June 28, 2017 at 10:48 pm #2258
Put links here that you think will be of interest but are off topic.
June 28, 2017 at 10:55 pm #2259
Here’s a first one:
What will Happen when Trump’s Dupes Find Out? by Andrew Bacevich
A discourse on how history evolves, and how history might be changed by Donald J. Trump: “Owing his election in large part to my fellow [white heterosexual American males], Donald Trump is now expected to repay that support by putting things right. Yet as events make it apparent that Trump is no more able to run a government than Bill O’Reilly is able to write history, they may well decide that he is not their friend after all. With that, their patience is likely to run short. It is hardly implausible that Trump’s assigned role in history will be once and for all to ring down the curtain on our specious present, demonstrating definitively just how bankrupt all the triumphalist hokum of the past quarter-century — the history that served “for the time being” — has become.
When that happens, when promises of American greatness restored prove empty, there will be hell to pay.”
June 29, 2017 at 8:50 am #2276
I like it. How about this one:
June 30, 2017 at 11:01 pm #2311
Oh and Chris, remember Ben Sasse is a Republican to watch?
Republicans like Nebraskan Ben Sasse are desperately trying to salvage the situation. He admitted that Trump’s latest tweet was “not normal,” and then proposed repealing the ACA — with a one year delay in implementation. Trump seemed to like the idea, tweeting “if Republican senators are unable to pass what they are working on now, they should immediately repeal, and then replace at a later date!”
Perhaps Sasse’s idea could work, though it’s unlikely Republicans would support such a decision, given that more people would be harmed by a complete repeal without replace than the current health care bill in the Senate. According to a study by Brookings, Sasse’s approach would mean that 30 million more people would lose health insurance by 2019 — 82% of whom would be working families.
Looks like he cares more about repealing the ACA than he cares about 30 million Americans; and because he’s a coward, he wants to offset the effects until after the 2018 election so it won’t ruin the midterms.
But at least he thinks Trump’s tweets are ‘not normal’, that totally means he has a moral core and clear conscience.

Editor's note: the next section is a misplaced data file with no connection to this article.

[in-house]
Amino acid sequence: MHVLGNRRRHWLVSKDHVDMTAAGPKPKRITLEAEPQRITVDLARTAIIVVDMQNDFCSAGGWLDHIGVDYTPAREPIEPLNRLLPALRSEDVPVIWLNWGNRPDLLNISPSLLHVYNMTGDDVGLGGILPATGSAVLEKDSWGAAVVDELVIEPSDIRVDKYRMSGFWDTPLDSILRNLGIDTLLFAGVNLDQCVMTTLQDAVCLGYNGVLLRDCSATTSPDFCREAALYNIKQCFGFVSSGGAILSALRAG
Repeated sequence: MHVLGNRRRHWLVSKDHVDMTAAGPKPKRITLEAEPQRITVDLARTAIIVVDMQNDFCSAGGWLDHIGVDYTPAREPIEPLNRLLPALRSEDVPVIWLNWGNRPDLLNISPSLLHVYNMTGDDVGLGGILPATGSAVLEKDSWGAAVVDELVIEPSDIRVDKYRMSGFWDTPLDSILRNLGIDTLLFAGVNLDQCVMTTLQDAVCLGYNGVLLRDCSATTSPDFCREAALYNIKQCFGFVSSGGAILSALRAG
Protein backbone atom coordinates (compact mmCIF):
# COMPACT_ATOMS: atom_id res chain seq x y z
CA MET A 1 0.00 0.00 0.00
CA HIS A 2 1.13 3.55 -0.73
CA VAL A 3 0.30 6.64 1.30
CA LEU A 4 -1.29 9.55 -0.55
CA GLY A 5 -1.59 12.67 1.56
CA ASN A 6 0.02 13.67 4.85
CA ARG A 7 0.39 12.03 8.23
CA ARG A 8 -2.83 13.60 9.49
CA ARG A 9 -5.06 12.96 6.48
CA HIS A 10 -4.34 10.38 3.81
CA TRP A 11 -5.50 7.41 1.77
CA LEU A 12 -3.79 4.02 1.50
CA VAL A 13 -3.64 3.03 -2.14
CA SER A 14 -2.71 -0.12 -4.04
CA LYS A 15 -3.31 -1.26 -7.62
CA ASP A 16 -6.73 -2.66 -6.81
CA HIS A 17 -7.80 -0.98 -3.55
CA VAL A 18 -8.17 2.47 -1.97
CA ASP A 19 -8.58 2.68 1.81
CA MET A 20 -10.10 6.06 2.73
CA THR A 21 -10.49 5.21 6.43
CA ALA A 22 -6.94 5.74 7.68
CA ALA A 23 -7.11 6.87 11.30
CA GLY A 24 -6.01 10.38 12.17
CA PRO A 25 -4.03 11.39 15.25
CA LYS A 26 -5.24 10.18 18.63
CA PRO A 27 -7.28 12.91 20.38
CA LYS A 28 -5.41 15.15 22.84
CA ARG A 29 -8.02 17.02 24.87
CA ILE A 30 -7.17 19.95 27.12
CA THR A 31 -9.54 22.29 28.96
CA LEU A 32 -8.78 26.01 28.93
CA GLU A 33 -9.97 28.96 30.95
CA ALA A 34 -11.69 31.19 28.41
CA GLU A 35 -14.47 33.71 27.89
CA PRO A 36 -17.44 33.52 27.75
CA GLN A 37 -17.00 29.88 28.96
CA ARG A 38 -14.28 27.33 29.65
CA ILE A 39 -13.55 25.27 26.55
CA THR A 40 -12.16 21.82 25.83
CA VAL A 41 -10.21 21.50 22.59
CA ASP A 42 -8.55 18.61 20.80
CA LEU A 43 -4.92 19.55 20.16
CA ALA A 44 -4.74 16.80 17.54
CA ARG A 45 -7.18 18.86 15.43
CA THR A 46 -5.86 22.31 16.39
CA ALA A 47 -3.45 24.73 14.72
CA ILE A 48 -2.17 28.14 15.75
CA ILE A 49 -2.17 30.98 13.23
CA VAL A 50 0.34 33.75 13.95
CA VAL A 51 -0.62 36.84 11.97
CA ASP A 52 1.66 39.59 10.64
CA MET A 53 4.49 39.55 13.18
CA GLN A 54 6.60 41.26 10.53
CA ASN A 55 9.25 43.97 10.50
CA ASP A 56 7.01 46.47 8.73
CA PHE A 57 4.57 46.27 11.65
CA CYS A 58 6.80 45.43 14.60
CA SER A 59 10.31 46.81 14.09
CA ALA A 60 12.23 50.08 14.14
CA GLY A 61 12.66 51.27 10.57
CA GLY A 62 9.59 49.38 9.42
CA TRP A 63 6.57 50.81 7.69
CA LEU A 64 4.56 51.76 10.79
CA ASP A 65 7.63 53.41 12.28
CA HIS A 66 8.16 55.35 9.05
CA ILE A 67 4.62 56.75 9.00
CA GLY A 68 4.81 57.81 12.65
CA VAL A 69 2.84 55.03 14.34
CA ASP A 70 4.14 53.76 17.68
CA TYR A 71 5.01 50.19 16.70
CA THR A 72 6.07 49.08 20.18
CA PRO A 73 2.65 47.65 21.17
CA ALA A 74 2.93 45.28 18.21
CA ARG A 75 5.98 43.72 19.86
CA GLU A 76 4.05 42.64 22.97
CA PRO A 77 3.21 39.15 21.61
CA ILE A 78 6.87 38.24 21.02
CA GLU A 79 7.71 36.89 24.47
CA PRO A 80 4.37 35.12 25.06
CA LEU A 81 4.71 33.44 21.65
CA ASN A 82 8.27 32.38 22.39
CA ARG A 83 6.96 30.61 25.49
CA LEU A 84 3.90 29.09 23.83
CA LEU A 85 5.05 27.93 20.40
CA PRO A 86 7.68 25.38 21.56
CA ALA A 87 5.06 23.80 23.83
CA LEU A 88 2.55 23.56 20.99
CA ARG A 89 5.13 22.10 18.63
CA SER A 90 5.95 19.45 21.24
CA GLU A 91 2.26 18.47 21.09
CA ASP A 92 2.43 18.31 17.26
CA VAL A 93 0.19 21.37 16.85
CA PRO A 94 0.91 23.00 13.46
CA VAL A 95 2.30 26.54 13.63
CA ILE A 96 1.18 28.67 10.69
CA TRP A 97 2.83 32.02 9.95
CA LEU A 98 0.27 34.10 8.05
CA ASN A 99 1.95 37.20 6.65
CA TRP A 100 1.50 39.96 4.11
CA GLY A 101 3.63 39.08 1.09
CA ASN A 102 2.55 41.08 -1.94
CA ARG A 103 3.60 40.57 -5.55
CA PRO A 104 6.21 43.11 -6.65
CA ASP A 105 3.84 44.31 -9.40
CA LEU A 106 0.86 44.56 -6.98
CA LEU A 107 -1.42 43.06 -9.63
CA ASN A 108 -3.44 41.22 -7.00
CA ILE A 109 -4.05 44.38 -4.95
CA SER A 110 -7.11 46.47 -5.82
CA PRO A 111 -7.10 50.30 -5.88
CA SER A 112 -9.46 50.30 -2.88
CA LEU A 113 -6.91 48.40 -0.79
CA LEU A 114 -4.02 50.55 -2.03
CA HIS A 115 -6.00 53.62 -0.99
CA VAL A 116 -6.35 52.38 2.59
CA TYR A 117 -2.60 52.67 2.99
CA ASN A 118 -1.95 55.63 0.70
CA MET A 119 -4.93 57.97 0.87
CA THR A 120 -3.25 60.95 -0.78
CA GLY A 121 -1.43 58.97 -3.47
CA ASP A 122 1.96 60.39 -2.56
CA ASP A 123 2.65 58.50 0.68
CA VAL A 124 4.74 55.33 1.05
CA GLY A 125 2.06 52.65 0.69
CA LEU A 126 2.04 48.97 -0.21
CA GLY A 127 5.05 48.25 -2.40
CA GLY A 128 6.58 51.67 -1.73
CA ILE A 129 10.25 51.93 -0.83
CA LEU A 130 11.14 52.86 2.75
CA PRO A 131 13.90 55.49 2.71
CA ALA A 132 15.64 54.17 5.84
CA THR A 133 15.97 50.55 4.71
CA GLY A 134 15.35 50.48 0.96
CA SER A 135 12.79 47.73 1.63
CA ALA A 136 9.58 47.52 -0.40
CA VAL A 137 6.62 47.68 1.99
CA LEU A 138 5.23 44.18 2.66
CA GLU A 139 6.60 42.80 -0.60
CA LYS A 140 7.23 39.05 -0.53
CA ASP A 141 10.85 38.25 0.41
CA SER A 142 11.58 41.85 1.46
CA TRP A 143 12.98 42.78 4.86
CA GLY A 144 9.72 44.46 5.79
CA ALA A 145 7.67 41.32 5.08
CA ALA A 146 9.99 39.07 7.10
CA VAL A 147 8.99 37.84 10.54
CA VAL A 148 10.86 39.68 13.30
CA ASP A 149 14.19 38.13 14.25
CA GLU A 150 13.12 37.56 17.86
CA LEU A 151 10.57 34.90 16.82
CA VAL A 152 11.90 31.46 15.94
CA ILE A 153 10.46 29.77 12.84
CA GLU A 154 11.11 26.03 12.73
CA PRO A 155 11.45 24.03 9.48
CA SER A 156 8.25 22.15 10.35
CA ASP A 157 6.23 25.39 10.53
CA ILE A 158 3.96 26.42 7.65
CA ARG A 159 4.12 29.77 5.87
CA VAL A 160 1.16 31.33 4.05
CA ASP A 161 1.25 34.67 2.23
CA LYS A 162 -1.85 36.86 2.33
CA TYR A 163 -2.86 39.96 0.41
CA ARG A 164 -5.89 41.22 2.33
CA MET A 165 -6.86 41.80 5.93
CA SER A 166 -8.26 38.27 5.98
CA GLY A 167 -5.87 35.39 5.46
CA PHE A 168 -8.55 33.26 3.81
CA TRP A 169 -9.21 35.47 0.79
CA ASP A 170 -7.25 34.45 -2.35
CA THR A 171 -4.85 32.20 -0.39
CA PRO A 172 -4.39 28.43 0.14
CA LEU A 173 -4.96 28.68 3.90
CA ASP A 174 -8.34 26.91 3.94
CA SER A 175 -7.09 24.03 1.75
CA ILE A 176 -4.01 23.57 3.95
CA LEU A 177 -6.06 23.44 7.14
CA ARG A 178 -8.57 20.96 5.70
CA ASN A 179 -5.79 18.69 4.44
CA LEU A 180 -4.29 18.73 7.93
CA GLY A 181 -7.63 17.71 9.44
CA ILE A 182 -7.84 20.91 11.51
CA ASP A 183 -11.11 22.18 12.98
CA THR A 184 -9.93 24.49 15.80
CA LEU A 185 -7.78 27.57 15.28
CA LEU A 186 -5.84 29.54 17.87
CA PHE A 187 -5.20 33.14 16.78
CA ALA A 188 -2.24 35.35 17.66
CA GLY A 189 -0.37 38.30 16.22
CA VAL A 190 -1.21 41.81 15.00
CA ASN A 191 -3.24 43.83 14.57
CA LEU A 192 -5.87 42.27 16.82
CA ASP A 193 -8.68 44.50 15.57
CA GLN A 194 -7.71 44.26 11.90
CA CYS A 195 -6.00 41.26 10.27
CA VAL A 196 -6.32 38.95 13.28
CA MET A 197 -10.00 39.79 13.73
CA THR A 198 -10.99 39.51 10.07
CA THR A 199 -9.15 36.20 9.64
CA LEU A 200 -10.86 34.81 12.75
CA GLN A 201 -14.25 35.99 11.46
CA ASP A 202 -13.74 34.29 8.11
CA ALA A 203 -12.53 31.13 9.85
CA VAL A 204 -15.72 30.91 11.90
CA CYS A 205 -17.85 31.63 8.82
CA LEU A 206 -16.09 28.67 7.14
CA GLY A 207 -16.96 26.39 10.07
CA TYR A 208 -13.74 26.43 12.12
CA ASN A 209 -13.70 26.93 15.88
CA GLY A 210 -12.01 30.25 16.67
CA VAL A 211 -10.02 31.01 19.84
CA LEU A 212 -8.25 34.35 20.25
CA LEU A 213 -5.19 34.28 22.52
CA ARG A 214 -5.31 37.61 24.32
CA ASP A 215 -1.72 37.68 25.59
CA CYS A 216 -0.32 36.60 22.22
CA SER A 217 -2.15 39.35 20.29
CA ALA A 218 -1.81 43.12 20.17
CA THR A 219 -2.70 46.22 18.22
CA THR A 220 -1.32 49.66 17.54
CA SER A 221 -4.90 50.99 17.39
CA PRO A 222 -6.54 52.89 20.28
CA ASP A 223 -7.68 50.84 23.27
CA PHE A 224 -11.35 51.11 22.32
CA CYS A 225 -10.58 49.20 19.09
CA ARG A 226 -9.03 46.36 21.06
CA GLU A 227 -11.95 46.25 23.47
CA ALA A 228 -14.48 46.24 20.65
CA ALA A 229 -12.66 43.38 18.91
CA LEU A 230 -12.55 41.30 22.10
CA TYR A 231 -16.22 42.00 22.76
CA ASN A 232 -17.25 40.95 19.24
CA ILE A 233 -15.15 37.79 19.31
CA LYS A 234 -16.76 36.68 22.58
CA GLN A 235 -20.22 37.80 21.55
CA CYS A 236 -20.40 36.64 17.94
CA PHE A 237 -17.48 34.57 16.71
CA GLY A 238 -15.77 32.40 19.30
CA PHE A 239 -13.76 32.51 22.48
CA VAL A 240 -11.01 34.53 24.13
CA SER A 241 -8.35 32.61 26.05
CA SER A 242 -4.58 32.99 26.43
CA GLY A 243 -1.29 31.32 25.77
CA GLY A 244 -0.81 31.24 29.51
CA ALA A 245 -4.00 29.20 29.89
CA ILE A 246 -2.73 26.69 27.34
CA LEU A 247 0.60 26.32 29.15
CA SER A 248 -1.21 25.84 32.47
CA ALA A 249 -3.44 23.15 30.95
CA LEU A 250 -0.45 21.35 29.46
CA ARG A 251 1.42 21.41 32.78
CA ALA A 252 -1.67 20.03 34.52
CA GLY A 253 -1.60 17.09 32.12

July 2, 2017 at 6:22 pm #2387
Watching with sadness and concern the rapid repeal by EPA Director Scott Pruitt of years of hard work to protect our environment. The NYT had a detailed piece today that describes Pruitt’s actions. It is noteworthy that he is ignoring EPA staff in favor of seeking input from industry and counsel from without. Slash and burn. Our air, water, and public health…
July 5, 2017 at 8:07 pm #2466
Today in Democrats being the dumbass:
Rahm Emanuel: “So I noticed that we’re really struggling to get work…”
Rahm Emanuel: “… and I noticed that it’s hard to get work without a higher education degree or service experience…”
Rahm Emanuel: “… and a high school degree isn’t enough anymore…”
Rahm Emanuel: “… and, finally, that our city has really poor high school graduation rates…”
Rahm Emanuel: “… thus, all told, we can’t graduate people to a high enough level to get work, and we can’t get people to a level where they can move to the next level to educate themselves for work. This is a circular problem that can’t be fixed.”
Rahm Emanuel: “So, clearly we should withhold high school degrees unless people have jobs.”
- This reply was modified 2 weeks ago by Aaron Dow.
July 6, 2017 at 9:40 am #2472
One of the ongoing questions on this blog is whether Democrats are going crazy in the same way Republicans are. In this article, Brian Beutler points out that the far left of the Democratic Party is defending Obamacare vigorously, even though the Republican plan would make the single-payer plan that they really want much more probable in the future.